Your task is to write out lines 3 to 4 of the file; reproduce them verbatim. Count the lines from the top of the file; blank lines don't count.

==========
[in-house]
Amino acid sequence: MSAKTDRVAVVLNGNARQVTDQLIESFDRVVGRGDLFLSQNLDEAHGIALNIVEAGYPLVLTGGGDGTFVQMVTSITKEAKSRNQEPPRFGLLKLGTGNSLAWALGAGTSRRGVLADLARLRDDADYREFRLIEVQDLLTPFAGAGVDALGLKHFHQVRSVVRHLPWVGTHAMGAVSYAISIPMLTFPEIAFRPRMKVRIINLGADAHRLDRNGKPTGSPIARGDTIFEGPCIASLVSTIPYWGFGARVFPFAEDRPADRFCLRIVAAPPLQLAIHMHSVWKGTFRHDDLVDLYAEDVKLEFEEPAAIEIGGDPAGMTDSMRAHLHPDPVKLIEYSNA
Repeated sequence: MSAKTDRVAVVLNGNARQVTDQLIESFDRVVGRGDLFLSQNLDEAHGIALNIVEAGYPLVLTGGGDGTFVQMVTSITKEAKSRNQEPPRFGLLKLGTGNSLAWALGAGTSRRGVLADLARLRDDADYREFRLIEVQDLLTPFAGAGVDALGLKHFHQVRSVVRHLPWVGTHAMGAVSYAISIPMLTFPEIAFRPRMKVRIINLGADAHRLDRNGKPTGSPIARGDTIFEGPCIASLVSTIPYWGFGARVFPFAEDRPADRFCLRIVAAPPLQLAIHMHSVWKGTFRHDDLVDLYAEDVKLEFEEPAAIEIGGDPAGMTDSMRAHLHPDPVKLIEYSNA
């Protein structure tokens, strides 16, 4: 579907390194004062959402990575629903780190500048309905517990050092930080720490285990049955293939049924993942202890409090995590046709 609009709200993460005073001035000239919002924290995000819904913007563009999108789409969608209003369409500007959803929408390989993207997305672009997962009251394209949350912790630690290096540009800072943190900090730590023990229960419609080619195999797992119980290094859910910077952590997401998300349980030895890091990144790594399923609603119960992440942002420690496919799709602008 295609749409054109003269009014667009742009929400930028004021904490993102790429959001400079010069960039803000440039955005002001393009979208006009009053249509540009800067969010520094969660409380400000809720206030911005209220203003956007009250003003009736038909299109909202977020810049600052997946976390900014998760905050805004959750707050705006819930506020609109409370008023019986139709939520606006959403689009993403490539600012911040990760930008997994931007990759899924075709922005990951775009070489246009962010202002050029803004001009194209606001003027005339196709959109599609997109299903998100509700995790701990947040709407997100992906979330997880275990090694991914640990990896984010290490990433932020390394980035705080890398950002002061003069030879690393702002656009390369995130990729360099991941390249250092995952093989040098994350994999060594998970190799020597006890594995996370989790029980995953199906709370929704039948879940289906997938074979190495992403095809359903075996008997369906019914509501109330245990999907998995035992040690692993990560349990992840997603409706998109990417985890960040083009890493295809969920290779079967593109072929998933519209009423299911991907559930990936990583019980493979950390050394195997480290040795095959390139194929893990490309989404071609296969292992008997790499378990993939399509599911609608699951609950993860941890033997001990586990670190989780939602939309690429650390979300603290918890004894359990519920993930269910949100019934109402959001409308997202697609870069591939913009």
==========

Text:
Repeated sequence: MSAKTDRVAVVLNGNARQVTDQLIESFDRVVGRGDLFLSQNLDEAHGIALNIVEAGYPLVLTGGGDGTFVQMVTSITKEAKSRNQEPPRFGLLKLGTGNSLAWALGAGTSRRGVLADLARLRDDADYREFRLIEVQDLLTPFAGAGVDALGLKHFHQVRSVVRHLPWVGTHAMGAVSYAISIPMLTFPEIAFRPRMKVRIINLGADAHRLDRNGKPTGSPIARGDTIFEGPCIASLVSTIPYWGFGARVFPFAEDRPADRFCLRIVAAPPLQLAIHMHSVWKGTFRHDDLVDLYAEDVKLEFEEPAAIEIGGDPAGMTDSMRAHLHPDPVKLIEYSNA
């Protein structure tokens, strides 16, 4: 579907390194004062959402990575629903780190500048309905517990050092930080720490285990049955293939049924993942202890409090995590046709 609009709200993460005073001035000239919002924290995000819904913007563009999108789409969608209003369409500007959803929408390989993207997305672009997962009251394209949350912790630690290096540009800072943190900090730590023990229960419609080619195999797992119980290094859910910077952590997401998300349980030895890091990144790594399923609603119960992440942002420690496919799709602008 295609749409054109003269009014667009742009929400930028004021904490993102790429959001400079010069960039803000440039955005002001393009979208006009009053249509540009800067969010520094969660409380400000809720206030911005209220203003956007009250003003009736038909299109909202977020810049600052997946976390900014998760905050805004959750707050705006819930506020609109409370008023019986139709939520606006959403689009993403490539600012911040990760930008997994931007990759899924075709922005990951775009070489246009962010202002050029803004001009194209606001003027005339196709959109599609997109299903998100509700995790701990947040709407997100992906979330997880275990090694991914640990990896984010290490990433932020390394980035705080890398950002002061003069030879690393702002656009390369995130990729360099991941390249250092995952093989040098994350994999060594998970190799020597006890594995996370989790029980995953199906709370929704039948879940289906997938074979190495992403095809359903075996008997369906019914509501109330245990999907998995035992040690692993990560349990992840997603409706998109990417985890960040083009890493295809969920290779079967593109072929998933519209009423299911991907559930990936990583019980493979950390050394195997480290040795095959390139194929893990490309989404071609296969292992008997790499378990993939399509599911609608699951609950993860941890033997001990586990670190989780939602939309690429650390979300603290918890004894359990519920993930269910949100019934109402959001409308997202697609870069591939913009």